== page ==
51 N.Y. St. Rptr. 420

Francis Eckenroth et al., Resp'ts, v. Henry H. Vought, App’lt.

(New York Common Pleas, General Term,

Filed February 6, 1893.)

Appeal — Weight op evidence.

Where the only question at issue was the reasonable worth of certain pine posts, and the evidence given by the parties interested and expert witnesses was conflicting, but that of the plaintiff was sufficient, if believed, to warrant a finding in his favor, such finding will not be disturbed on appeal.

Appeal from a judgment of the district court of the city of New York for the fifth judicial district.

John J. McKelvey, for appl’t; Robert O'Byrne, for resp’t.

Bookstaver, J.

On the trial it was stipulated that the plaintiffs sold and delivered to the defendant the merchandise specified in plaintiffs’ bill of particulars and the defendant agreed to pay the reasonable value thereof, and that the reasonable value of the merchandise sold on September 3, 1890, was specified in the bill of particulars, and that defendant had paid on account $388.-23, which he claimed to be the reasonable value; but plaintiff claimed $101.27 in addition to the $388.23, out of which he admits there should be an allowance of $19.27. It was further admitted that of the fifty-four turned posts mentioned in the bill of particulars, thirteen were locust and reasonably worth $8.75 each, and the remaining posts, forty-one in number, were yellow pine, the reasonable value of which is the item in dispute in this action. It was further conceded by defendant’s attorney, that if plaintiffs succeeded on the trial, they could recover $82. The matter at issue is thus narrowed down to what was the reasonable value of the forty-one pine posts furnished to defendant by plaintiffs. The original contract under which the fifty-four posts were to be made and' delivered called for locust posts, but it was modified after the delivery of thirteen locust posts so that the forty-one remaining were to be of pine. Upon this question both parties offered considerable evidence, some of it being by parties interested, and other by expert witnesses. A careful review of the evidence does not convince us that there was such a preponderance in favor of the defendant that the judgment should have been in his favor.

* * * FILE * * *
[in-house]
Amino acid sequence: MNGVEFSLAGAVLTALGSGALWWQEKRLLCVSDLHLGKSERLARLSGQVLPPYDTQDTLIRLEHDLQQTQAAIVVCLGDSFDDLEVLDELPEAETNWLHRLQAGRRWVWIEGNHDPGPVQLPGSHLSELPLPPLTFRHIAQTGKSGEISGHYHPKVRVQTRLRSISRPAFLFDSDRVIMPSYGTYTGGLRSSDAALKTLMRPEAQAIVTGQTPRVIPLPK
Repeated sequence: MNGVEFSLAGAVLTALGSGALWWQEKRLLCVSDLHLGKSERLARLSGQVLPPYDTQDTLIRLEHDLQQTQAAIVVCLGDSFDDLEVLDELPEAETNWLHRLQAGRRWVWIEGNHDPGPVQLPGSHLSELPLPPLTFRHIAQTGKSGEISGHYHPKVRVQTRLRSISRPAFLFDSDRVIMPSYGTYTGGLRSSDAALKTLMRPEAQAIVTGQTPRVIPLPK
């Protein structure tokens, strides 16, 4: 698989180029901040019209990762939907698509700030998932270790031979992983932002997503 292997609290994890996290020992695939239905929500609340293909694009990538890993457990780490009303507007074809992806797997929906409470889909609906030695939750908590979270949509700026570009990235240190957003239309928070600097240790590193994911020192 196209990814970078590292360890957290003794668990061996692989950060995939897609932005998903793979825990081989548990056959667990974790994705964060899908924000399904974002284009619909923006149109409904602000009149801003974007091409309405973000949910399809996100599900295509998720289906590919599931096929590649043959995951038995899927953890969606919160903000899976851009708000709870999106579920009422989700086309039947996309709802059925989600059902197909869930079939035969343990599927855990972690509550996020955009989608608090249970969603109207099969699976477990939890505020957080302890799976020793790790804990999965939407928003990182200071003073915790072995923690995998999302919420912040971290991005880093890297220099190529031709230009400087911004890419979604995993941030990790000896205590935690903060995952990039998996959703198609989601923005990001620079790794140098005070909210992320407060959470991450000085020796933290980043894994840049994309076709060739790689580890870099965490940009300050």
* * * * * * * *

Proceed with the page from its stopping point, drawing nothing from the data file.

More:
There is quite sufficient evidence on behalf of the plaintiffs to warrant the finding of the court below and the judgment should, therefore, be affirmed, with costs.

Bischoff, J., concurs.

Eckenroth v. Vought
51 N.Y. St. Rptr. 420

Case Details

Eckenroth v. Vought
Decision Date
Feb 6, 1893

51 N.Y. St. Rptr. 420

New York



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